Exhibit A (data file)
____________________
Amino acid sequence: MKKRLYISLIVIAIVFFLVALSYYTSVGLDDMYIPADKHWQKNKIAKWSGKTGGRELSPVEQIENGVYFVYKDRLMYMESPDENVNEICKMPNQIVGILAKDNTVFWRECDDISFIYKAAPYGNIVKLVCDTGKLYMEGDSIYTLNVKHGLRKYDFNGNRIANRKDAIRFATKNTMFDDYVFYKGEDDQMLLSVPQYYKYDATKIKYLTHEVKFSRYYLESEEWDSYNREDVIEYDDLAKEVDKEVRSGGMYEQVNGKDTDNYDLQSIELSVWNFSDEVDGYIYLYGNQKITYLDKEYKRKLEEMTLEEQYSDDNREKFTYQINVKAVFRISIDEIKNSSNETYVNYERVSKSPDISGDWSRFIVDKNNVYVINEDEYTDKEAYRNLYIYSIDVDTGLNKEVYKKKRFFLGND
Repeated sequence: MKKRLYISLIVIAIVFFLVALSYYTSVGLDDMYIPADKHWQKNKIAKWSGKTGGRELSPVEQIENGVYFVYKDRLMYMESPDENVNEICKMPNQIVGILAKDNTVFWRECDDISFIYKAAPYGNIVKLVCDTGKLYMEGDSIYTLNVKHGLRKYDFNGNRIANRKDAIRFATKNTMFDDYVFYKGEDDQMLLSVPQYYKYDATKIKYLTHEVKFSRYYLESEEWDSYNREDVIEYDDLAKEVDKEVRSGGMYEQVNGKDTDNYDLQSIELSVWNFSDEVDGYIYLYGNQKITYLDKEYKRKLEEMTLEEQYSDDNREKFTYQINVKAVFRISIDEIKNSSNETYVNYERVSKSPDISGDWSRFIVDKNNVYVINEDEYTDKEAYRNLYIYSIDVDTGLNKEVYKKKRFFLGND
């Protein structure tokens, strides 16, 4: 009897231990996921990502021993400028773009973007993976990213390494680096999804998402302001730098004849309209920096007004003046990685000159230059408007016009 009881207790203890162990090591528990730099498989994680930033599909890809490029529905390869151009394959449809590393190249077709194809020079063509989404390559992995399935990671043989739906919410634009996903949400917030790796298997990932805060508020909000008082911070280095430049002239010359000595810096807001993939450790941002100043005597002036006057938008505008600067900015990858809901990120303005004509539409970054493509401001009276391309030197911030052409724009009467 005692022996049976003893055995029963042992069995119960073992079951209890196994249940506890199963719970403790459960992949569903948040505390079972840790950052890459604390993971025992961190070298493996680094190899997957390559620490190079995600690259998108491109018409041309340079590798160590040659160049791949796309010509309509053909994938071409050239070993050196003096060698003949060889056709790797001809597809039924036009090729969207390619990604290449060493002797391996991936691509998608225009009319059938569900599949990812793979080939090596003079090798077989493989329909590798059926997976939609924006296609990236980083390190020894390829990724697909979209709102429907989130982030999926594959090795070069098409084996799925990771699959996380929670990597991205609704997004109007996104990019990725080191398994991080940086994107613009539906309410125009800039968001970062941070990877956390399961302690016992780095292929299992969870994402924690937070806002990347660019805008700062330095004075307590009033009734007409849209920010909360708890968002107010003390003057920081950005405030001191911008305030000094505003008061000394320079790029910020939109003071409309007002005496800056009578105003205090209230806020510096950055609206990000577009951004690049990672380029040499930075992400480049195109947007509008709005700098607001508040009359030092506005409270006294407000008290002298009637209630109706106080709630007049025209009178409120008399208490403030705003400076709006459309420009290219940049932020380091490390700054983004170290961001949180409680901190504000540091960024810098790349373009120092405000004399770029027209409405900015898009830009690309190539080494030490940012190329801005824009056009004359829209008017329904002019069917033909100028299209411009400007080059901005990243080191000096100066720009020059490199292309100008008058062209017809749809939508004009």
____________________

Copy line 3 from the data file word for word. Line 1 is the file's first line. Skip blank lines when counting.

């Protein structure tokens, strides 16, 4: 009897231990996921990502021993400028773009973007993976990213390494680096999804998402302001730098004849309209920096007004003046990685000159230059408007016009 009881207790203890162990090591528990730099498989994680930033599909890809490029529905390869151009394959449809590393190249077709194809020079063509989404390559992995399935990671043989739906919410634009996903949400917030790796298997990932805060508020909000008082911070280095430049002239010359000595810096807001993939450790941002100043005597002036006057938008505008600067900015990858809901990120303005004509539409970054493509401001009276391309030197911030052409724009009467 005692022996049976003893055995029963042992069995119960073992079951209890196994249940506890199963719970403790459960992949569903948040505390079972840790950052890459604390993971025992961190070298493996680094190899997957390559620490190079995600690259998108491109018409041309340079590798160590040659160049791949796309010509309509053909994938071409050239070993050196003096060698003949060889056709790797001809597809039924036009090729969207390619990604290449060493002797391996991936691509998608225009009319059938569900599949990812793979080939090596003079090798077989493989329909590798059926997976939609924006296609990236980083390190020894390829990724697909979209709102429907989130982030999926594959090795070069098409084996799925990771699959996380929670990597991205609704997004109007996104990019990725080191398994991080940086994107613009539906309410125009800039968001970062941070990877956390399961302690016992780095292929299992969870994402924690937070806002990347660019805008700062330095004075307590009033009734007409849209920010909360708890968002107010003390003057920081950005405030001191911008305030000094505003008061000394320079790029910020939109003071409309007002005496800056009578105003205090209230806020510096950055609206990000577009951004690049990672380029040499930075992400480049195109947007509008709005700098607001508040009359030092506005409270006294407000008290002298009637209630109706106080709630007049025209009178409120008399208490403030705003400076709006459309420009290219940049932020380091490390700054983004170290961001949180409680901190504000540091960024810098790349373009120092405000004399770029027209409405900015898009830009690309190539080494030490940012190329801005824009056009004359829209008017329904002019069917033909100028299209411009400007080059901005990243080191000096100066720009020059490199292309100008008058062209017809749809939508004009």